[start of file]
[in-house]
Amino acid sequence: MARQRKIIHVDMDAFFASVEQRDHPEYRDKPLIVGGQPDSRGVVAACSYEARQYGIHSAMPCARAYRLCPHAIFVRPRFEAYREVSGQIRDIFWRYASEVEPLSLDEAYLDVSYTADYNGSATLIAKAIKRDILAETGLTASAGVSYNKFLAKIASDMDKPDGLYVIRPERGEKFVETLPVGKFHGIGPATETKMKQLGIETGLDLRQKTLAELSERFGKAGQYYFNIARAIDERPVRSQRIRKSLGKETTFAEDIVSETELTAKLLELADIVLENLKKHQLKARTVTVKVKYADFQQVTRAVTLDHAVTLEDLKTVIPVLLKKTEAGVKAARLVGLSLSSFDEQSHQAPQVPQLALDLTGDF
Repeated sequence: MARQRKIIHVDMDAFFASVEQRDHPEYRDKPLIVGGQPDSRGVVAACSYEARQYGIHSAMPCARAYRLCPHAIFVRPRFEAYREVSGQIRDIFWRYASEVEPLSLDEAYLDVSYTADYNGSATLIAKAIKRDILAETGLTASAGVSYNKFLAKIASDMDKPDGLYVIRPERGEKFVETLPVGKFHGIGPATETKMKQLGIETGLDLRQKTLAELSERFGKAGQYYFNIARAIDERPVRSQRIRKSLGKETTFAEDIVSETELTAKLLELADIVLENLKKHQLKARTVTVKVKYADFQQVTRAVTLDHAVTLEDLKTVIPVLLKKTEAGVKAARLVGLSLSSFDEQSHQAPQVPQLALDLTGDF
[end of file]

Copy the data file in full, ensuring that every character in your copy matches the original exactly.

[in-house]
Amino acid sequence: MARQRKIIHVDMDAFFASVEQRDHPEYRDKPLIVGGQPDSRGVVAACSYEARQYGIHSAMPCARAYRLCPHAIFVRPRFEAYREVSGQIRDIFWRYASEVEPLSLDEAYLDVSYTADYNGSATLIAKAIKRDILAETGLTASAGVSYNKFLAKIASDMDKPDGLYVIRPERGEKFVETLPVGKFHGIGPATETKMKQLGIETGLDLRQKTLAELSERFGKAGQYYFNIARAIDERPVRSQRIRKSLGKETTFAEDIVSETELTAKLLELADIVLENLKKHQLKARTVTVKVKYADFQQVTRAVTLDHAVTLEDLKTVIPVLLKKTEAGVKAARLVGLSLSSFDEQSHQAPQVPQLALDLTGDF
Repeated sequence: MARQRKIIHVDMDAFFASVEQRDHPEYRDKPLIVGGQPDSRGVVAACSYEARQYGIHSAMPCARAYRLCPHAIFVRPRFEAYREVSGQIRDIFWRYASEVEPLSLDEAYLDVSYTADYNGSATLIAKAIKRDILAETGLTASAGVSYNKFLAKIASDMDKPDGLYVIRPERGEKFVETLPVGKFHGIGPATETKMKQLGIETGLDLRQKTLAELSERFGKAGQYYFNIARAIDERPVRSQRIRKSLGKETTFAEDIVSETELTAKLLELADIVLENLKKHQLKARTVTVKVKYADFQQVTRAVTLDHAVTLEDLKTVIPVLLKKTEAGVKAARLVGLSLSSFDEQSHQAPQVPQLALDLTGDF